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Checking In With Jill Eikenberry of “The Two Hander”

In Julia Blauvelt’s The Two Hander, Claire (Ella Dershowitz) is reluctant to undergo psychotherapy. But a tentative bond forms between her and Diana (Jill Eikenberry), her unorthodox, sharp-witted therapist, in this show, currently running at New Jersey Repertory Company in a production directed by SuzAnne Barabas. Garden State Journal spoke to Eikenberry – a four-time Emmy nominee and Golden Globe winner for L.A. Law – about her work on the show.

Garden State Journal: How would you describe your character in The Two Hander?

Jill Eikenberry: Diana is a Classics scholar and a brilliant therapist whose methods are somewhat unorthodox.

GSJ: What are your thoughts on therapy?

Eikenberry: I believe that a good therapist can change your life dramatically. I’ve been in therapy a number of times, and I’m currently in my fifteenth year with a brilliant therapist whose methods are somewhat unorthodox. To quote the play she has helped me “cross from one place of knowing to another.”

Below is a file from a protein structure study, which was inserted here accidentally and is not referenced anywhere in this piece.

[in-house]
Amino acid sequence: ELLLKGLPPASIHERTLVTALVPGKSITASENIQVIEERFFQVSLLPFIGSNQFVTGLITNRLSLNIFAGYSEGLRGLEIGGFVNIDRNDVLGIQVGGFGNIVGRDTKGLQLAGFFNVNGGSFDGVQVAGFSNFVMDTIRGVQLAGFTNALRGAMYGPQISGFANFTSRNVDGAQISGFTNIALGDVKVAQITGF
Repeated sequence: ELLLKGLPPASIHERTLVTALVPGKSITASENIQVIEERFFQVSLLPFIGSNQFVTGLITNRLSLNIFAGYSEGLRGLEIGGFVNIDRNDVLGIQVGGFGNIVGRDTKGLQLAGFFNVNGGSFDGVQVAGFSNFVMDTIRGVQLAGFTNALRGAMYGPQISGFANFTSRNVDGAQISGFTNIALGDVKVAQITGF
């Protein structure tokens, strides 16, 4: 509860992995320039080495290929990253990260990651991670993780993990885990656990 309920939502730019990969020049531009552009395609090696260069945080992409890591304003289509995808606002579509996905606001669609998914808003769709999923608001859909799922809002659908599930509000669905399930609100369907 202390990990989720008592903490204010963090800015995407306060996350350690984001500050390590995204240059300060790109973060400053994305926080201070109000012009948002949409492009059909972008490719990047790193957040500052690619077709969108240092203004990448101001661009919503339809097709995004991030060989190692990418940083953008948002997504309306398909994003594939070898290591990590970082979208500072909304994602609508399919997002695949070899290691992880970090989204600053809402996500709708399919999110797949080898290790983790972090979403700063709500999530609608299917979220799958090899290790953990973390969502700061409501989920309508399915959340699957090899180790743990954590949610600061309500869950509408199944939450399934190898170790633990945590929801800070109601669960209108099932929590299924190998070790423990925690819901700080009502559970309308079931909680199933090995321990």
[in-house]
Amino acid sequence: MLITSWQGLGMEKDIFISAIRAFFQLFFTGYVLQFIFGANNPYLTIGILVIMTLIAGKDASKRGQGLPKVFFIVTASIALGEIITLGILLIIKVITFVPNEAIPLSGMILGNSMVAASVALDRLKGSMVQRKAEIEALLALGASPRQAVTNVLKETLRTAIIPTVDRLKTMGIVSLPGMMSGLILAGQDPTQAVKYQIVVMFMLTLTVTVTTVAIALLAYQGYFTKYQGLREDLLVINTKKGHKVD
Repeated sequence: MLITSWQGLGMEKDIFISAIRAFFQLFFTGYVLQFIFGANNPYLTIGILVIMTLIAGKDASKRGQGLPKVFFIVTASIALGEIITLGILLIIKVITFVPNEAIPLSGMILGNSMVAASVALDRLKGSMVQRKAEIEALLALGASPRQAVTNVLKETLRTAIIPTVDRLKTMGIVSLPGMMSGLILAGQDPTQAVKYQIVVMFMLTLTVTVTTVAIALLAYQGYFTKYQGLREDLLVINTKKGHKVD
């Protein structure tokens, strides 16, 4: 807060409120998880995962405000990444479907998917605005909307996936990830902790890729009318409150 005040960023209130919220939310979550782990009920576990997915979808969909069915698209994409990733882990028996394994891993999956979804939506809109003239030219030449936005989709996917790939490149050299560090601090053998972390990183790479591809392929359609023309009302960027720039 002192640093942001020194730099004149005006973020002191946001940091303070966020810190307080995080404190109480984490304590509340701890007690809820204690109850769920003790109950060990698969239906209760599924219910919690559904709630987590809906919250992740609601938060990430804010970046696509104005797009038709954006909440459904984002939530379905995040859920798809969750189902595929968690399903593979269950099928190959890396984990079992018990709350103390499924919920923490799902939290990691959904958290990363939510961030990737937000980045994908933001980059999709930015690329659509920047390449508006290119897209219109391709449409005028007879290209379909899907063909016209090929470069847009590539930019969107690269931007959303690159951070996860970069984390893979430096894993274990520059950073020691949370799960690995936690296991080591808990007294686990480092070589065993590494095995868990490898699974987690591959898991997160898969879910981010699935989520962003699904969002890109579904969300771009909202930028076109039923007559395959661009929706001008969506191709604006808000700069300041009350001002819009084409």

GSJ: How did you get involved with NJ Rep?

Eikenberry: In 2013, I did a play at 59E59 called Jericho by Jack Canfora, directed by Evan Bergman. Evan is the associate artistic director of NJ Rep, and a year later he directed my husband, Michael Tucker’s first play, The M Spot, at NJ Rep. In 2018, I was in my husband’s next play, Fern Hill, at the Rep. And last summer they produced Mike’s third play, A Tailor Near Me.  NJ Rep has become our theatrical home and Gabe and Suzanne Barabas have become close friends. So, when a wonderful young playwright named Julia Blauvelt wrote The Two Hander with me in mind, I sent it to Suzanne and asked if she might be interested in producing it.  Luckily for us she also wanted to direct it.

GSJ: How do you choose your projects?

Eikenberry: I’m not as driven to be on the stage as I used to be, but when a really juicy role comes along, I jump. My role in The Two Hander is one of those.

GSJ: What do you hope the audience gets from the show?

Eikenberry: The audience members I’ve spoken to since we opened have all said that they were deeply involved with the two characters and that the play made them reflect on their lives and their choices as well as their concerns about the future. One friend said that when the play started he thought it was going to be an interesting conversation and by the end it had become “epic.” I can’t ask for more than that.

Tickets to The Two Hander can be purchased here.